How are young people affected by sexual images in the media?

Leading psychologist Dr Linda Papadopoulos highlights the consequences of the sexualisation of young people in an increasingly complex world.

I feel in many ways that I’m part of the ‘lucky’ generation when it comes to sexual politics. My mum went out to work but she didn’t exactly burn her bra; I simply grew up surrounded by the belief that my worth was based on who I was, my talents and what I did with them.

I was aware of the media, of course, but even though it feels like yesterday, the internet didn’t even exist, teenage magazines were in their innocent infancy and sex was a really big deal. We had our own version of the pressures all teenagers face – discovering our emerging selves while wanting to be liked, to be clever and to be popular, if at all possible – but I feel we had just that bit more time and space in which to find out who we were.

When I was asked by the Government to look at the relationship between sexualisation and growing violence towards women, I truly wasn’t prepared for what I would find.

Why did it feel like we had taken so many steps backward in terms of sexual equality among young people and healthy sexuality? How had rape scenes become a normal part of video war games? Why were so many girls having breast enlargement surgery as teenagers and what possessed a girl to sell her virginity on eBay? Were teenagers just different today and growing up more quickly or was something else going on?

What is ‘sexualisation’?

Many of us in the ‘lucky’ generation are now parents and it feels like we’re just now starting to wake up to what is going on with our children and the impact of premature sexualisation.

Simply put, sexualisation is the imposition of adult sexuality on to children and young people before they are capable of dealing with it mentally, emotionally or physically.

While girls are valuing themselves in terms of how sexually desirable they are to boys, boys are feeling the pressure to be hyper masculine.

"There is a growing body of evidence that suggests that sexualisation is having a profound impact on our children’s emotional development and how they develop their sense of identity."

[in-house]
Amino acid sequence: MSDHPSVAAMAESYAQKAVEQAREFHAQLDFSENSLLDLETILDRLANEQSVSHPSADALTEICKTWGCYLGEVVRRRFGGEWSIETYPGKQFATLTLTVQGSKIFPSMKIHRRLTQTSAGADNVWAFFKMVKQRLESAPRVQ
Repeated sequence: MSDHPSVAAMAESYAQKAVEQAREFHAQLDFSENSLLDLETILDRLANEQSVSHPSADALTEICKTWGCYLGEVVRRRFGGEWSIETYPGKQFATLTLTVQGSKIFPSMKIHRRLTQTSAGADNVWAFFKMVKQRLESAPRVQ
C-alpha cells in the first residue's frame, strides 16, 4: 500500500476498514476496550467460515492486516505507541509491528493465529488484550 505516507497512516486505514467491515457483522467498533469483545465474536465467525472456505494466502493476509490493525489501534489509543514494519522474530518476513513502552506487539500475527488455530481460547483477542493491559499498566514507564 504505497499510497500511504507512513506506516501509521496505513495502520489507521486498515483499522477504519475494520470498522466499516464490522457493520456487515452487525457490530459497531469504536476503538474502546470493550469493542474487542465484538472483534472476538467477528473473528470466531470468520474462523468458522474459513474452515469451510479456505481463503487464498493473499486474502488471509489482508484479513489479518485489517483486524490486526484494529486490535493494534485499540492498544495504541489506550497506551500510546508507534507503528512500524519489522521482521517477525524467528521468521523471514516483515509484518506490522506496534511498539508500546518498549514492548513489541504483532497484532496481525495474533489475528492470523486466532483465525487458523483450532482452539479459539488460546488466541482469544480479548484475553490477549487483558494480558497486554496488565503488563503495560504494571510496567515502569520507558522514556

Kids are learning how to have sex from pornography and we live in a world that is more saturated by images than at any other time in our modern history.

Behind every image lies a message about expectations, values and ideals. Right now, those images more often than not present and perpetuate a world where women are revered and rewarded for their physical attributes. Gender stereotypes are back in fashion and to object is often to be accused of lacking a sense of humour or proportion.

There is a growing body of evidence that suggests that sexualisation is having a profound impact on our children’s emotional development and how they develop their sense of identity. Young people have a natural, healthy interest in sex. But when their developing sexuality is moulded to fit adult stereotypes, this can compromise that healthy developmental process.

Children no longer have the time and space to extend their own understanding as images and constructs are literally ‘in their face’ on a daily basis, often before their minds are ready to know how to interpret or process them. Instead of putting children in control of their sexuality, we are in danger of isolating them from it altogether.

What are the consequences?

The serious negative consequences associated with the sexualisation of children is becoming ever more clear in areas of body confidence, ambitions, low self-esteem, sexual harassment, abuse within teen relationships and views on sexual violence.

A study in America found a direct correlation between children’s exposure to sexual content on television and teen pregnancy rates.

The World Health Organization estimates that 20% of girls and 11% of boys in the UK have been sexually assaulted. Homophobia is still a significant problem within schools.

These are the kinds of consequences that leave long-term effects, often resurfacing at vulnerable times during their adult life, affecting careers, relationships and, in turn, how they parent their own children.

What can we do to help young people?

It’s unrealistic to assume that we can stop our children and young people from being exposed to unhealthy images but we can give them tools to navigate the world around them.

From digital citizenship to media literacy, equipping kids with tools to help them understand and interpret what they see without internalising all the negative messages can help them build their self-esteem and inner confidence so they feel secure in their own identity. Just as they are taught reading comprehension and, later, literary criticism, children can be taught how to critique the media they consume.

We may think our children are highly literate when it comes to media but it’s just that they know how to work it, not how to interpret it. Where these classes are already happening in schools, the children are taking to it with relish and then starting to create their own forms of media and expression rather than simply sitting back and letting it all come to them.

With encouragement and guidance, children are incredibly creative and have the potential for amazing inner strength, resilience and individual thought.

This article first appeared in Vodafone’s Digital Parenting magazine (2012).

Dr Linda Papadopoulos

Dr Linda Papadopoulos’ 14-year career as a research scientist and practising psychologist has led to her work being published in some of the most well-regarded academic journals and given rise to a high profile media career.